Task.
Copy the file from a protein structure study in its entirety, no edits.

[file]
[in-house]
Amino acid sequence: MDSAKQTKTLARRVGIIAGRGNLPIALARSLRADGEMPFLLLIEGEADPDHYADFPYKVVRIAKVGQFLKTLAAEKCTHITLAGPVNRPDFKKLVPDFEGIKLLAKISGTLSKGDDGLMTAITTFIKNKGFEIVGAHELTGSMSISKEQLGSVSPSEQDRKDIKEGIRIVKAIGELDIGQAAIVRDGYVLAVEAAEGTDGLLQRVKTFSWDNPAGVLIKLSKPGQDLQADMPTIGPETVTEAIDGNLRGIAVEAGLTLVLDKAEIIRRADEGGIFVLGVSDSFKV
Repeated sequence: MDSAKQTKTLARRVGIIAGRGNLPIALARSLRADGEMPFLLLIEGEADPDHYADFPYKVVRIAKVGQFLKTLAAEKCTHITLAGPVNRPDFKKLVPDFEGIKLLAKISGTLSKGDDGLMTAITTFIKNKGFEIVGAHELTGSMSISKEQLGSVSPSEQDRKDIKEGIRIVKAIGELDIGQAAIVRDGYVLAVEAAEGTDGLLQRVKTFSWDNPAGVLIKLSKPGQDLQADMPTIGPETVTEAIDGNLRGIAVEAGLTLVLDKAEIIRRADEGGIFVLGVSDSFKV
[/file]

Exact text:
[in-house]
Amino acid sequence: MDSAKQTKTLARRVGIIAGRGNLPIALARSLRADGEMPFLLLIEGEADPDHYADFPYKVVRIAKVGQFLKTLAAEKCTHITLAGPVNRPDFKKLVPDFEGIKLLAKISGTLSKGDDGLMTAITTFIKNKGFEIVGAHELTGSMSISKEQLGSVSPSEQDRKDIKEGIRIVKAIGELDIGQAAIVRDGYVLAVEAAEGTDGLLQRVKTFSWDNPAGVLIKLSKPGQDLQADMPTIGPETVTEAIDGNLRGIAVEAGLTLVLDKAEIIRRADEGGIFVLGVSDSFKV
Repeated sequence: MDSAKQTKTLARRVGIIAGRGNLPIALARSLRADGEMPFLLLIEGEADPDHYADFPYKVVRIAKVGQFLKTLAAEKCTHITLAGPVNRPDFKKLVPDFEGIKLLAKISGTLSKGDDGLMTAITTFIKNKGFEIVGAHELTGSMSISKEQLGSVSPSEQDRKDIKEGIRIVKAIGELDIGQAAIVRDGYVLAVEAAEGTDGLLQRVKTFSWDNPAGVLIKLSKPGQDLQADMPTIGPETVTEAIDGNLRGIAVEAGLTLVLDKAEIIRRADEGGIFVLGVSDSFKV